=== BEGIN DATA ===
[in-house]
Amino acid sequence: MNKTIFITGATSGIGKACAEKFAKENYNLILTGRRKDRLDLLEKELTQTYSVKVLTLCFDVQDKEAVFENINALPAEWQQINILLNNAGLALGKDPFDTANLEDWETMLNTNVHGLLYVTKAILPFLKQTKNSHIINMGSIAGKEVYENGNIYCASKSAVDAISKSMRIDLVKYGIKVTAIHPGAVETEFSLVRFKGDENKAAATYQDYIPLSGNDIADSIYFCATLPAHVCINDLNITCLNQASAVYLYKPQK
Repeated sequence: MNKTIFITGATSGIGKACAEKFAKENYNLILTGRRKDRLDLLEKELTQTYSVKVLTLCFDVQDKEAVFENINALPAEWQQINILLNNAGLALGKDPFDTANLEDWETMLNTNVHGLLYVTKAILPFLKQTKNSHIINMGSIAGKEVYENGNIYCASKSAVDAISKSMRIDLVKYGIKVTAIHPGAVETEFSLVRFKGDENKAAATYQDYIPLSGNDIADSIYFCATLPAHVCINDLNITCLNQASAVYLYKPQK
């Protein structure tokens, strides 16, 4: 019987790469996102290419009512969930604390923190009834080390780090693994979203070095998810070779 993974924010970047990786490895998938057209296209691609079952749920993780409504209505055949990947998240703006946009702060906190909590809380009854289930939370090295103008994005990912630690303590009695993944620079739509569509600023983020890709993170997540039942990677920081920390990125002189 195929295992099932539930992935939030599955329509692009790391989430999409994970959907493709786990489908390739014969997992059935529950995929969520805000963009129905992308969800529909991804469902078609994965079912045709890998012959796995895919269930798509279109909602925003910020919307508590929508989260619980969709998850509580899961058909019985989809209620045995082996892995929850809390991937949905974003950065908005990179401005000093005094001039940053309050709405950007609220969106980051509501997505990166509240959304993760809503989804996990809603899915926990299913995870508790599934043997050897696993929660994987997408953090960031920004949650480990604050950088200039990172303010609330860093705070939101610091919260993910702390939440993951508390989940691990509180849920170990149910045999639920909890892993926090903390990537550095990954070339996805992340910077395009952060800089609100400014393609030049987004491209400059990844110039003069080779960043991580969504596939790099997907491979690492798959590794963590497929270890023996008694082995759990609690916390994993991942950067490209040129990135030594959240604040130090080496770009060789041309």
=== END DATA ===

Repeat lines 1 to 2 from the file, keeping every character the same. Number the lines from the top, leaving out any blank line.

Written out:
[in-house]
Amino acid sequence: MNKTIFITGATSGIGKACAEKFAKENYNLILTGRRKDRLDLLEKELTQTYSVKVLTLCFDVQDKEAVFENINALPAEWQQINILLNNAGLALGKDPFDTANLEDWETMLNTNVHGLLYVTKAILPFLKQTKNSHIINMGSIAGKEVYENGNIYCASKSAVDAISKSMRIDLVKYGIKVTAIHPGAVETEFSLVRFKGDENKAAATYQDYIPLSGNDIADSIYFCATLPAHVCINDLNITCLNQASAVYLYKPQK